(citing Camby v. Davis, 718 F.2d 198, 199 (4th Cir.
1983)). Courts will uphold portions of a recommendation to
which no objection has been made unless they are
“clearly erroneous.” See Diamond v. Colonial
Life & Accident Ins. Co., 416 F.3d 310, 315 (4th
Fourth Amendment protects “[t]he right of the people to
be secure in their persons . . . and effects . . . against
unreasonable . . . searches and seizures.” U.S. Const.
amend. IV. “The overriding function of the Fourth
Amendment is to protect personal privacy and dignity against
unwarranted intrusion by the State.” Sims v.
Labowitz, 877 F.3d 171, 177 (4th Cir. 2017) (quoting
Schmerber v. California, 384 U.S. 757, 767 (1966)).
As the Supreme Court has stated time and again,
“[r]easonableness is always the touchstone of Fourth
Amendment analysis, and reasonableness is generally assessed
by carefully weighing the nature and quality of the intrusion
on the individual's Fourth Amendment interests against
the importance of the governmental interests alleged to
justify the intrusion.” Cty. of Los Angeles, Calif.
v. Mendez, 137 S.Ct. 1539, 1546 (2017) (internal
quotation and citation omitted).
conducted a de novo review of the record and the
R&R in light of Chiles's objections, the Court
concludes that his motion to suppress is without merit.
An investigatory detention must be “justified at its
inception.” United States v. Vaughn, 700 F.3d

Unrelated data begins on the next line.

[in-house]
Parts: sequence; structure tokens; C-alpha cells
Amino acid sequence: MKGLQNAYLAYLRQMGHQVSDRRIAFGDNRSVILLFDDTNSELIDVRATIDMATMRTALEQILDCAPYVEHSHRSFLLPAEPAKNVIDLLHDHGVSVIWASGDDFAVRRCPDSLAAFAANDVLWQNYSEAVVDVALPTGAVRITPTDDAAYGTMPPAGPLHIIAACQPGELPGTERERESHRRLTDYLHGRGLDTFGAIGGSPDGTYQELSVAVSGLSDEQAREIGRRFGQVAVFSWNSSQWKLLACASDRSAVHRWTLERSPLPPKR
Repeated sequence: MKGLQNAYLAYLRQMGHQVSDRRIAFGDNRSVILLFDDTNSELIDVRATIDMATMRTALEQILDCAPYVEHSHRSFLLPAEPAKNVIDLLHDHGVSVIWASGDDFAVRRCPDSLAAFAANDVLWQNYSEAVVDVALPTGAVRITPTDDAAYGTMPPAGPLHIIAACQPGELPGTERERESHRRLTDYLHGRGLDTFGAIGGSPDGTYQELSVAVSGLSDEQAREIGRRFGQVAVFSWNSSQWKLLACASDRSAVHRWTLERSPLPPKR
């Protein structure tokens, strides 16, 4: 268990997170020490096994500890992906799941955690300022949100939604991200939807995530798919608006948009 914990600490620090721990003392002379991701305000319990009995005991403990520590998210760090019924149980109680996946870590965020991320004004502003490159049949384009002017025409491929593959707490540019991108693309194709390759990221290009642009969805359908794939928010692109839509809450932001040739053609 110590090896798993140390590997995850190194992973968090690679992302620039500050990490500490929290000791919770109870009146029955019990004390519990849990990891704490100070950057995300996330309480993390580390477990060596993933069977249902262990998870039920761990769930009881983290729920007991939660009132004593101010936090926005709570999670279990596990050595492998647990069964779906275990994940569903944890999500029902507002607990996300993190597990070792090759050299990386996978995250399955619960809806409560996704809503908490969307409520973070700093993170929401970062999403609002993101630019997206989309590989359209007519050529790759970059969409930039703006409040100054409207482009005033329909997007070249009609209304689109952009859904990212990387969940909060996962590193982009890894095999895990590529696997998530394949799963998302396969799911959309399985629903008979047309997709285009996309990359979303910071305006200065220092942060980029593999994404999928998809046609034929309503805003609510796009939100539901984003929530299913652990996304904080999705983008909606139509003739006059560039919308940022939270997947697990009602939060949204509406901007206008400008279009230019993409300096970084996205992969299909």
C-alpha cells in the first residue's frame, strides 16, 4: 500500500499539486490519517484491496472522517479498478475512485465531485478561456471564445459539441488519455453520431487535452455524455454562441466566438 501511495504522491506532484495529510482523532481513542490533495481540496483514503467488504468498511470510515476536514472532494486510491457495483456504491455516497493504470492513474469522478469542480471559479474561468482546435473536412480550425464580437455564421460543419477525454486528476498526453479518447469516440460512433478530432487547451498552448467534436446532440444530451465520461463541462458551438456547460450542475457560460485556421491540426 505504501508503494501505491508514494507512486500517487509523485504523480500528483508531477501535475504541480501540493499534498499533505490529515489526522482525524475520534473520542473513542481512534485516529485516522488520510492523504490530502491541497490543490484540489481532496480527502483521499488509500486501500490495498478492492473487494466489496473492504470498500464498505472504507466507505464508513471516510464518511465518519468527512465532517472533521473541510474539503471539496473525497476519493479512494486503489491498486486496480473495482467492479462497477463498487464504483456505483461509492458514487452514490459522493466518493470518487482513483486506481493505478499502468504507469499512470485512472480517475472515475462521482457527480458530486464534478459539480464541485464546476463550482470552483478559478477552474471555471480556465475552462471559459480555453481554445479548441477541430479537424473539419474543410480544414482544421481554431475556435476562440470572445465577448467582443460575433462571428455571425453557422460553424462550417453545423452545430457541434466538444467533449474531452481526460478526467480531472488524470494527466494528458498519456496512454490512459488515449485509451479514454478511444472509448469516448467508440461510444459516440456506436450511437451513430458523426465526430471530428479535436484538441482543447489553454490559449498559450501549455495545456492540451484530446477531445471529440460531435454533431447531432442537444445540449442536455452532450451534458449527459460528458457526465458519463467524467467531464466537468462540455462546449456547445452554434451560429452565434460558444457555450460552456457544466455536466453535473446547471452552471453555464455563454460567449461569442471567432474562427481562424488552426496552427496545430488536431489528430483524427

705, 709 (4th Cir. 2012) (quoting United States v.
Rusher, 966 F.2d 868, 875 (4th Cir. 1992)).
“Observing a traffic violation provides sufficient
justification for a police officer to detain the offending
vehicle for as long as it takes to perform the traditional
incidents of a routine traffic stop.” United States
v. Branch, 537 F.3d 328, 335 (4th Cir. 2008). “The
Defendant concedes that portions of the video from Deputy
Oziemblowsky's body camera appear to show the right tail
light emitting less red light than the left tail light”
(Dkt. No. 73 at 1). Because the officers had reasonable
suspicion that the tail light was not in “proper
working condition, ” the stop was justified at its
inception. See Syl. Pt. 2, Strick v.
Cicchirillo, 683 S.E.2d 575 ( W.Va. 2009) (citing W.Va.
Code § 17C-15-1(a) (2004)); State v. Hill, No.
16-0168, 2017 WL 11365231, at *3-*4 ( W.Va. Apr. 10, 2017)
A traffic stop may only persist for the length of time
“the officers are completing tasks related to the
traffic infractions.” United States v. Hill,
852 F.3d 377, 381 (4th Cir. 2017). The officers did not act
in a “deliberately slow or inefficient manner, ”
but worked diligently to verify the vehicle's
registration and information about Townsend and Chiles.
Id. at 382, 284. The officers permitted Townsend to
arrange for a tow of the vehicle and were waiting for
transportation backup when they conducted the dog sniff.
Therefore, they did not unreasonably extend the traffic stop
rather than place Townsend under arrest for driving on a
revoked license; the “authority for the seizure”
continued for a reasonable amount of time while the officers
carried out “tasks tied to the traffic